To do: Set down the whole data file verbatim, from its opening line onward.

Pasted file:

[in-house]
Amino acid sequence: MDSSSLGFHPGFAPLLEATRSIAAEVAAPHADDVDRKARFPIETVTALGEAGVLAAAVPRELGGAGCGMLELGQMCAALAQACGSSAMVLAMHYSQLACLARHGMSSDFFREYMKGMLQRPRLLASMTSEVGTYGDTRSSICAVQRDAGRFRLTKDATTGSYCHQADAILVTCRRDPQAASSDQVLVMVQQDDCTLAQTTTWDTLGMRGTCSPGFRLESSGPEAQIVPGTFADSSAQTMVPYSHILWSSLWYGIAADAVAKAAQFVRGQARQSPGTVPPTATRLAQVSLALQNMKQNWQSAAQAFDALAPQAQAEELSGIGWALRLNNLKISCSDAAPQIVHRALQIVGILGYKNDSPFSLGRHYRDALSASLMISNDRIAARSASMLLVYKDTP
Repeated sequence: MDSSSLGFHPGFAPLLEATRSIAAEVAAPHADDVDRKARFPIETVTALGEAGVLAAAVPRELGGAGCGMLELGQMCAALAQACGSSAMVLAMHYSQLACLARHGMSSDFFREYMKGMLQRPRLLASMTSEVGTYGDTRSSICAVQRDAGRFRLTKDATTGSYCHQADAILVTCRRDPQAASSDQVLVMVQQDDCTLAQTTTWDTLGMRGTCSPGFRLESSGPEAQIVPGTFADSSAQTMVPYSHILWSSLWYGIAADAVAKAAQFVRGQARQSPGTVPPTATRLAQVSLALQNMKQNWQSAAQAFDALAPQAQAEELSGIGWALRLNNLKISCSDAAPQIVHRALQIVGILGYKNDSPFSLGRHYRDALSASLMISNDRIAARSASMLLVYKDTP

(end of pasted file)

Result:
[in-house]
Amino acid sequence: MDSSSLGFHPGFAPLLEATRSIAAEVAAPHADDVDRKARFPIETVTALGEAGVLAAAVPRELGGAGCGMLELGQMCAALAQACGSSAMVLAMHYSQLACLARHGMSSDFFREYMKGMLQRPRLLASMTSEVGTYGDTRSSICAVQRDAGRFRLTKDATTGSYCHQADAILVTCRRDPQAASSDQVLVMVQQDDCTLAQTTTWDTLGMRGTCSPGFRLESSGPEAQIVPGTFADSSAQTMVPYSHILWSSLWYGIAADAVAKAAQFVRGQARQSPGTVPPTATRLAQVSLALQNMKQNWQSAAQAFDALAPQAQAEELSGIGWALRLNNLKISCSDAAPQIVHRALQIVGILGYKNDSPFSLGRHYRDALSASLMISNDRIAARSASMLLVYKDTP
Repeated sequence: MDSSSLGFHPGFAPLLEATRSIAAEVAAPHADDVDRKARFPIETVTALGEAGVLAAAVPRELGGAGCGMLELGQMCAALAQACGSSAMVLAMHYSQLACLARHGMSSDFFREYMKGMLQRPRLLASMTSEVGTYGDTRSSICAVQRDAGRFRLTKDATTGSYCHQADAILVTCRRDPQAASSDQVLVMVQQDDCTLAQTTTWDTLGMRGTCSPGFRLESSGPEAQIVPGTFADSSAQTMVPYSHILWSSLWYGIAADAVAKAAQFVRGQARQSPGTVPPTATRLAQVSLALQNMKQNWQSAAQAFDALAPQAQAEELSGIGWALRLNNLKISCSDAAPQIVHRALQIVGILGYKNDSPFSLGRHYRDALSASLMISNDRIAARSASMLLVYKDTP